QuickPick: Overloud Breverb 1.1.2 (Mac/Win)

Overloud Breverb ($399) is an algorithmic reverb plug-in designed to emulate high-end hardware processors of the past. Like many of the models it emulates,
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Delivering more than 100 rewritable presets and a hardwarelike interface, Breverb is a plug-in that captures the sound of reverb processors from days gone by.

Overloud Breverb ($399) is an algorithmic reverb plug-in designed to emulate high-end hardware processors of the past. Like many of the models it emulates, Breverb offers four basic algorithms: Hall, Room, Plate, and Inverse. It provides more than 100 presets ranging from bread-and-butter effects to enhancers for thickening up vocals, guitars, or snare drums. Navigating the interface is easy and intuitive.

Breverb 1.1.2 is available in AU, VST, and RTAS versions, all requiring iLok authorization. I ran it as a VST plug-in on a dual-Xenon workstation in Magix Sequoia 10 and Steinberg Nuendo 4. Breverb is very light on CPU usage. Even users with relatively modest machines should be able to open several instantiations before noticing a real hit to their processors.


During the review period, I compared Breverb with several hardware and software reverbs. It more than measured up to the standard reverb plug-ins that accompany DAW software packages. Breverb's sound was markedly deeper and denser, and overall more believable. Many more parameters are available for customization, ranging from Attack and Decay to Diffusion and Width. Especially nice are Breverb's 2-band EQ and multifunctional gate. Either EQ band can sweep the entire audio range, and you can set it to shelving or peak curves. The EQ can also act as a highpass or lowpass filter. The gate allows you to shape the reverb tails and generate some rather unusual sounds.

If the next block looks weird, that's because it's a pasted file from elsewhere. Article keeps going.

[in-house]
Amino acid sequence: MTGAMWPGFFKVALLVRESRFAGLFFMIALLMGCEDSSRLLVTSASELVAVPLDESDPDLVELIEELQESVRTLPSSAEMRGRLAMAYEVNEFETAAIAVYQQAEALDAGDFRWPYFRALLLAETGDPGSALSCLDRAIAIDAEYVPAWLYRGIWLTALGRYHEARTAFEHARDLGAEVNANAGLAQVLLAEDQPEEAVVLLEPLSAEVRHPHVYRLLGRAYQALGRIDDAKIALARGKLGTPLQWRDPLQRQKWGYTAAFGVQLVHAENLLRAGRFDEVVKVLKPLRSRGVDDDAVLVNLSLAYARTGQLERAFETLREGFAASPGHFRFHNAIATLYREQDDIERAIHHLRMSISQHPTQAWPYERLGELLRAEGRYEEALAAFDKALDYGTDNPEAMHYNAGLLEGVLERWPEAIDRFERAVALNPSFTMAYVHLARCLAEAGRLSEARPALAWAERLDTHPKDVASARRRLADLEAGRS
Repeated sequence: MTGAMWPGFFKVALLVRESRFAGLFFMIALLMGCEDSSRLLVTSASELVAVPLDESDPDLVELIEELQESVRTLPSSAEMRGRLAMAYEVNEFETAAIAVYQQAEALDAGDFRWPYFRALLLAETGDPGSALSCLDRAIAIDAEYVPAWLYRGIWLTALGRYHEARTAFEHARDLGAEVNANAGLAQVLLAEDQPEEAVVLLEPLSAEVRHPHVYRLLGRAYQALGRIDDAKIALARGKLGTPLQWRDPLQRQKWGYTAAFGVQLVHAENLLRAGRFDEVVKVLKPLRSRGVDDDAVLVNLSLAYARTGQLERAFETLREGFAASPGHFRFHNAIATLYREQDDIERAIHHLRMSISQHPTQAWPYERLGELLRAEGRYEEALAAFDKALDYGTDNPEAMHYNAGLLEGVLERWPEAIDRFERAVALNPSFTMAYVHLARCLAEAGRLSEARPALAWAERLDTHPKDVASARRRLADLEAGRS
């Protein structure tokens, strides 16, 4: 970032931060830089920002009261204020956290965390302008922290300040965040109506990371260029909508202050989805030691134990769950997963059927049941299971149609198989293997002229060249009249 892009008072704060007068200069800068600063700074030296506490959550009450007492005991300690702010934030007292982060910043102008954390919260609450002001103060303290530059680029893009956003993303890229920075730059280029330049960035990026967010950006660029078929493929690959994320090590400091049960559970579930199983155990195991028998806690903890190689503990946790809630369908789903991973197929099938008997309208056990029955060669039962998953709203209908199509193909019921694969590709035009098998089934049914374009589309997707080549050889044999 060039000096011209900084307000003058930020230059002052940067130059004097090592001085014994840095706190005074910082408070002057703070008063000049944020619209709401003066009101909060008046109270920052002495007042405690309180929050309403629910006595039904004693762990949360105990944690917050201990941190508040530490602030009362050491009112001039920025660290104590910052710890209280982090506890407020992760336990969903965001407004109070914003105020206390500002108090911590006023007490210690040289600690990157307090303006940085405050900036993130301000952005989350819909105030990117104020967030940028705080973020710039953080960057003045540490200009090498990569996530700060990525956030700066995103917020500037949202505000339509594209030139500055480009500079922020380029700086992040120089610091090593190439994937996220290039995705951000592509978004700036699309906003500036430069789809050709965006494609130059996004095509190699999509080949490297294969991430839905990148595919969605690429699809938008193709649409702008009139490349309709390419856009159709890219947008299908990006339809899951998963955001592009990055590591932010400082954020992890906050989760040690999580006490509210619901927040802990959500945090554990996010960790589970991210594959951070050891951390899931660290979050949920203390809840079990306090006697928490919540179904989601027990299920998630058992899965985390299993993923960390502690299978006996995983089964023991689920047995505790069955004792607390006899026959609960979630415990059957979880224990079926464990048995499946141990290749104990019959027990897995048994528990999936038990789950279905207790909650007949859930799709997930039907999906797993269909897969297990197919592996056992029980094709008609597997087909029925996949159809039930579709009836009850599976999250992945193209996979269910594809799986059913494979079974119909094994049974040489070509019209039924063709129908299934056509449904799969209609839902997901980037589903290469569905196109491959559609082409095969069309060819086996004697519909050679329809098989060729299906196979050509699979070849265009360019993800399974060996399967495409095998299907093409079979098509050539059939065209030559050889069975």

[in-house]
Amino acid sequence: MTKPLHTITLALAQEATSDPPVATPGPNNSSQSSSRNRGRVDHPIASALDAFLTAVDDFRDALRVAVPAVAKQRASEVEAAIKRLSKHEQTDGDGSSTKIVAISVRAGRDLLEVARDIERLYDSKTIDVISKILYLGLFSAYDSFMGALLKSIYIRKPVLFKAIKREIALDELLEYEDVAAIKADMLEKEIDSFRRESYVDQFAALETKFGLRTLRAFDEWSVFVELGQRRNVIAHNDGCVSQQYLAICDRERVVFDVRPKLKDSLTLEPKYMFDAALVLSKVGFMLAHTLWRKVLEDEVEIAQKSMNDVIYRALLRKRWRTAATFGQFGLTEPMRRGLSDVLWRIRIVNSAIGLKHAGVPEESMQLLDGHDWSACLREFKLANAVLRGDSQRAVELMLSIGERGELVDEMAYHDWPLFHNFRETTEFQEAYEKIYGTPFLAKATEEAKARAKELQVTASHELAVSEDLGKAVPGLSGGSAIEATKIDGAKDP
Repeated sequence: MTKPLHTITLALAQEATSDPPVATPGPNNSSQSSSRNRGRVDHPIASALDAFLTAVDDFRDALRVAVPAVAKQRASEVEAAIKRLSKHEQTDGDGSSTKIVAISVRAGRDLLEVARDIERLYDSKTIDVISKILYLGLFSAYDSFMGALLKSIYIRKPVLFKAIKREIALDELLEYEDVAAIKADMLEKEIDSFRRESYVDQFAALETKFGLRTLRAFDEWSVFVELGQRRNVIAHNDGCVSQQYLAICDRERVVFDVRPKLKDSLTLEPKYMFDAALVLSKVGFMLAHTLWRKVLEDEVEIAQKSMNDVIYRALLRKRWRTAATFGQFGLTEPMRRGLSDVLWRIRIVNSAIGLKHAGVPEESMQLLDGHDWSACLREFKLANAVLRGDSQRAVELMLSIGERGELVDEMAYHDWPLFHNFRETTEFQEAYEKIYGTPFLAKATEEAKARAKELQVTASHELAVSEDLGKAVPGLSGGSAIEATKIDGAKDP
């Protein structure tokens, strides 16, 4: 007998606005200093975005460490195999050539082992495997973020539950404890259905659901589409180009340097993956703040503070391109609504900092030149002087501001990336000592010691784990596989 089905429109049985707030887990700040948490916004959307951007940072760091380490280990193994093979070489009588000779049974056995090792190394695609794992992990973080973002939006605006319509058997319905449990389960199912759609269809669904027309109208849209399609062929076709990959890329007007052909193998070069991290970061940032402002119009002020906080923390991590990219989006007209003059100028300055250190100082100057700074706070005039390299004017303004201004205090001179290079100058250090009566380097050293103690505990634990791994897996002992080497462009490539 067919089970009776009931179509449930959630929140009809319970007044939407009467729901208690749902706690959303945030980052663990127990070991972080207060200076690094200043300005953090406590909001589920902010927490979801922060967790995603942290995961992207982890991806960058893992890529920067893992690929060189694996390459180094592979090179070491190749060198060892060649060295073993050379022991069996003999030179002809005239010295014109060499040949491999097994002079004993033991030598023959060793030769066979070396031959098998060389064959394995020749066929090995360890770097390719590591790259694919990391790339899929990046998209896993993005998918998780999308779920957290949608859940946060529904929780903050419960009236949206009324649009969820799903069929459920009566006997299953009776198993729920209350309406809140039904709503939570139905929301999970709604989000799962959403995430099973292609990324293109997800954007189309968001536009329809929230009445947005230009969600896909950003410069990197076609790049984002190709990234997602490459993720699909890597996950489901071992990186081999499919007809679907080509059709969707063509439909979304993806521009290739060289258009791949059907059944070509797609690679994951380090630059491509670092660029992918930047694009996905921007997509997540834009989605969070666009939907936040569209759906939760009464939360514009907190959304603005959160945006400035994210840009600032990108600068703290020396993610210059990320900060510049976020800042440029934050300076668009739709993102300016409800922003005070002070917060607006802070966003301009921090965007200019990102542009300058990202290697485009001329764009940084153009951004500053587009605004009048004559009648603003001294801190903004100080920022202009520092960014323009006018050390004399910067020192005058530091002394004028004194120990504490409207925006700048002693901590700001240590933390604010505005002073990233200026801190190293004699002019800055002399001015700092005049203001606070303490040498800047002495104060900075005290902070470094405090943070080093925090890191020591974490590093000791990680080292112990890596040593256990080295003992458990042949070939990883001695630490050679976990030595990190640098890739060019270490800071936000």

Breverb also fared quite well when I compared it with my rackmount Zoom 9200, one of the better-sounding digital reverb processors of the early 1990s. Breverb's Room algorithm, for example, sounded much more realistic. However, when I compared Breverb with a Lexicon PCM91, the Lexicon unit had a more live sound than the plug-in. On the other hand, the PCM91 costs about five times as much as Breverb and is limited to stereo processing. When you consider that you can instantiate several instances of Breverb on even a modest processor, the comparison becomes even more lopsided.

Although I don't currently have a plate reverb, I've owned and used them extensively in the past. Breverb's Plate algorithm sounds deep and resonant, making it one of the best algorithmic plug-in versions I've heard.


The graphical user interface bears more than a slight resemblance to the Lexicon LARC, a dedicated controller for Lexicon's high-end hardware units. A nice thing about Breverb's interface is that you can move the fader pod's location from the bottom to the side and determine how many of the six faders appear. You can also determine which of the 41 parameters are assigned to the faders. I stuck with the default settings (Dry, Wet, Time, Low, High, and Diffusion) most of the time, though I appreciated being able to adjust the panning of the wet signal on the fly.

I noticed that the dry signal's slider defaulted to zero whenever I changed presets. When using Breverb as an insert effect, though, I wanted to change presets without having to reset that control each time. I discovered a setting in the Preferences window that allowed me to specify whether I wanted the slider to reset when I loaded a preset or keep its previous value. Other nice touches include Undo and Redo buttons and two buttons dedicated to making A/B comparisons.

Breverb was at its best when I needed a reverb to create an effect, rather than to simulate the sound of a real room. For brash-sounding late-'80s and early-'90s snare drums, Breverb's Gated Snare Hall preset was just the ticket. Depeche Mode-like vocals were just a click away courtesy of the Odd Vocal Verb preset. The included presets furnish a wide range of usable sounds you can easily customize.


Breverb offers the flavor of a vintage reverb, and its intuitive interface allows plenty of customization. Although it doesn't provide the sense of “you are there” that a convolution reverb can, it does succeed in mimicking the sound of hardware reverbs. If you crave the sound of '80s and '90s hardware, you'll probably love Breverb. If you already have an iLok, visit Overloud's Web site to take advantage of a fully functional 14-day demo.

Value (1 through 5): 3